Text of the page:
This noise is switching noise which occurs when generating power internally, and we can presume that the higher harmonics of the switching frequencies are occurring in the 2.4 GHz band.
Here we will introduce some countermeasures to deal with this problem.
Figure 5 shows the measurement environment used to take measurements and the result of measuring noise coupled with the Bluetooth antenna.
An extremely high level of noise was observed, which requires noise suppression to reduce the level.
When implementing Bluetooth noise suppression, there are two key implementation areas.
The first area is the power supply line, and the second is the clock line.
Because the power supply line generates higher harmonics due to switching, and the higher harmonics of the clock signal extends into the 2.4 GHz band, noise is generated in the Bluetooth signal. Filtering is an effective way to suppress noise conduction.
At Murata, we have commercialized two types of filters which are designed to remove noise in the 2.4 GHz band.
The first type includes the BLF02RD and LQZ02HQ filters for power supply lines, and the second type consists of the LQZ02HQ series for clock lines.
The characteristics of each filter type are introduced below.
Table 1 and Figure 6 show the representative electrical specifications and insertion loss frequency characteristics of the BLF02RD and LQZ02HQ filters used for noise suppression in this instance.
In many cases, the power supply line and clock line are major sources of noise and using the appropriate filter in those circuit areas is an effective solution.
Table 1. Electrical specifications
4. Measurement Results (Antenna Coupled Noise)
These are the results of measuring the noise spectrum coupled with the antenna during Bluetooth communication.
The BLF02RD filter was inserted into the power supply line. We were able to improve the narrowband noise by about 5 dB and verify that the BLF02RD filter is an effective solution.
In a similar fashion, the LQZ02HQ filter was inserted into the power supply line.
We were able to verify a similar level of improvement in the narrowband noise by approximately 5 dB.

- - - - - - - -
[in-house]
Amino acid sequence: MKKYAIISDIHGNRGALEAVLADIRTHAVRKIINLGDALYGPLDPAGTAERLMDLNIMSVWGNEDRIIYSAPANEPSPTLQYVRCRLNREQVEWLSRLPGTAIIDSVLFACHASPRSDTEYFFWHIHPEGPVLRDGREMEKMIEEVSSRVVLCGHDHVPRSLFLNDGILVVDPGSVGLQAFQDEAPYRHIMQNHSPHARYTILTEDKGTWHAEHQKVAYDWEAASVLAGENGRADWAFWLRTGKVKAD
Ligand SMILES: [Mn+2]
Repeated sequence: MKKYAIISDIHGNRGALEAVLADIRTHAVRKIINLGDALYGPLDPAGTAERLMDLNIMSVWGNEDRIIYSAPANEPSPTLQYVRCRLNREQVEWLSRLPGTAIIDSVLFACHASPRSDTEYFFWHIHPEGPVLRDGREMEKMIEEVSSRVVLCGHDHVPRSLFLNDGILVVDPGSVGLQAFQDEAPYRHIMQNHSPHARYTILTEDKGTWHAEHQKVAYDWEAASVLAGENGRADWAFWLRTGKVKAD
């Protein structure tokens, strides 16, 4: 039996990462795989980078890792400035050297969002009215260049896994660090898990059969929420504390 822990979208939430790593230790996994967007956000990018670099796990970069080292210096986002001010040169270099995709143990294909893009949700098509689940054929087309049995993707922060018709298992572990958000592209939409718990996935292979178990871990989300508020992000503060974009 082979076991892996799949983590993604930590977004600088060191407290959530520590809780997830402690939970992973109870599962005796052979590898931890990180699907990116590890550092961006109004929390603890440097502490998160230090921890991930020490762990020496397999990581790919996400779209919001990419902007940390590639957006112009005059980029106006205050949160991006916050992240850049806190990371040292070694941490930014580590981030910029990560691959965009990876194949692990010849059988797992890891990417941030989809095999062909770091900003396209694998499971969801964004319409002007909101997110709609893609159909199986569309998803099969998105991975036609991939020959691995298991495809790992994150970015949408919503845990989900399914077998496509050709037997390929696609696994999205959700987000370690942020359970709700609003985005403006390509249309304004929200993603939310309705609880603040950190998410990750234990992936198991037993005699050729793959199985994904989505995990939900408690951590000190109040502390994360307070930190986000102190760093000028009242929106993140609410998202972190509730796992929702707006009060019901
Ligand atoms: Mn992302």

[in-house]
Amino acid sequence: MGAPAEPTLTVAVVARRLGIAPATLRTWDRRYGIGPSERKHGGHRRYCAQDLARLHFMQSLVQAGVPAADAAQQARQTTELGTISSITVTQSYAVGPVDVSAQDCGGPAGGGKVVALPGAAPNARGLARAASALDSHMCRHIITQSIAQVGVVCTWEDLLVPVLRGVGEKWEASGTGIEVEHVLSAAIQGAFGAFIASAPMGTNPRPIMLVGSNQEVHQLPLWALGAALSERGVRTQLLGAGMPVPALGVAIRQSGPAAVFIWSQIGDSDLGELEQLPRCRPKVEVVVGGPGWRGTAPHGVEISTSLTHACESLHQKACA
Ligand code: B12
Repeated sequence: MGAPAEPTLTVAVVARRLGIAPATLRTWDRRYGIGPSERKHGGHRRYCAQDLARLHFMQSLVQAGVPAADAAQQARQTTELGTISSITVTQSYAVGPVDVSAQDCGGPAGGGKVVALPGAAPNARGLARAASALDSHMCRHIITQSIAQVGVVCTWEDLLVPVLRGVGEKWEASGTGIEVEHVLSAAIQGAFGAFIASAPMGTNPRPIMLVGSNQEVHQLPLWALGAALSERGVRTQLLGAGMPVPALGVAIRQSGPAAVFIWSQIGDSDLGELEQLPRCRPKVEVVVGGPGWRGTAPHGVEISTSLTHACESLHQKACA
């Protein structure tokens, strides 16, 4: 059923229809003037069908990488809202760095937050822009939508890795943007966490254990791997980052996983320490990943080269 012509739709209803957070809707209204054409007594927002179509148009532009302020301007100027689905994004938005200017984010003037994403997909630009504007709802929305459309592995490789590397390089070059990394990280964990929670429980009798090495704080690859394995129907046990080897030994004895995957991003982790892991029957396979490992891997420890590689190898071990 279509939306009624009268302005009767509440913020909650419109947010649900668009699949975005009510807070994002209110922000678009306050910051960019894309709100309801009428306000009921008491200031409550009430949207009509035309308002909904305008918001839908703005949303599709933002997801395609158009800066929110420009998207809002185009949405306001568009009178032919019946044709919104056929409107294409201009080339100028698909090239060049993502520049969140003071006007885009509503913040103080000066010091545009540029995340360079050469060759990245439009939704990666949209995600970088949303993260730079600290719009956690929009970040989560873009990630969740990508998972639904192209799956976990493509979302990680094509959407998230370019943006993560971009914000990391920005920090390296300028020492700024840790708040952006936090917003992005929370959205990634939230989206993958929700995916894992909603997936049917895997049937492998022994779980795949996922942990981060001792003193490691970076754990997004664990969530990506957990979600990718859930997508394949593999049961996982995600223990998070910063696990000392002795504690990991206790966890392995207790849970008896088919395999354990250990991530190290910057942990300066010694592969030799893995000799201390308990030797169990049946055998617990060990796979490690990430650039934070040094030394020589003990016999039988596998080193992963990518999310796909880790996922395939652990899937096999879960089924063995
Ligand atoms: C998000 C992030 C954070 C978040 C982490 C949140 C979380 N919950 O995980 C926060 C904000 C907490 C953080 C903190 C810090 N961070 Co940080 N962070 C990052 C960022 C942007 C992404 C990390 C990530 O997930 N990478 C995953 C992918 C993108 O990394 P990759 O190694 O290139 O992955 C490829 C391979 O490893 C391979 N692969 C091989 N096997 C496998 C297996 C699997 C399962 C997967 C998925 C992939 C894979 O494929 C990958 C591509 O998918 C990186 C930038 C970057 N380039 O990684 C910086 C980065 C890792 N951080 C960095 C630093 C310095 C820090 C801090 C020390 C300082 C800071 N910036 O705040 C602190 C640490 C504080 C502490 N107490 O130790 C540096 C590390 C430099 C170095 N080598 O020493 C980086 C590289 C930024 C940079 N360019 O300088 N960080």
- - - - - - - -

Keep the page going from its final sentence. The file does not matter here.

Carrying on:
To continue, we have the waveform and noise spectrum when the LQZ02HQ filter is inserted into the clock line.
Because the LQZ02HQ filter has few low-frequency attenuation characteristics, it can remove only the problematic spectrum in the 2.4 GHz band while maintaining the signal quality.
Therefore, it is an effective way to suppress noise in a signal line such as a clock.
In this case, inserting a noise filter into the DC-DC converter circuit was effective, but the noise source may differ in some cases.
The verification method shown in the previous example is just one example, but identifying the noise source is extremely important when considering how to proceed with noise suppression.
We offer the BLF02RD/LQZ02HQ series of noise filters which are recommended for use in different circuit areas.
The BLF02RD/LQZ02HQ filters are suitable for power supply lines, and the LQZ02HQ filters are intended for clock lines.
Either series features significant attenuation in the 2.4 GHz high frequency range and can be expected to provide significant noise attenuation.
In this case, we introduced an example of noise suppression where noise within the same circuit interferes with the Bluetooth communication signal.
This technology can also be applied in non-Bluetooth devices which communicate at a frequency of 2.4 GHz, and we have implemented noise suppression components which are highly effective in the high-frequency range of 2.4 GHz in an ultra-miniature size of 0.4 mm x 0.2 mm in consideration of the need to conserve the mounting surface area when adding components.
We hope that you will utilize these components when designing measures to prevent audio skipping on a miniature scale.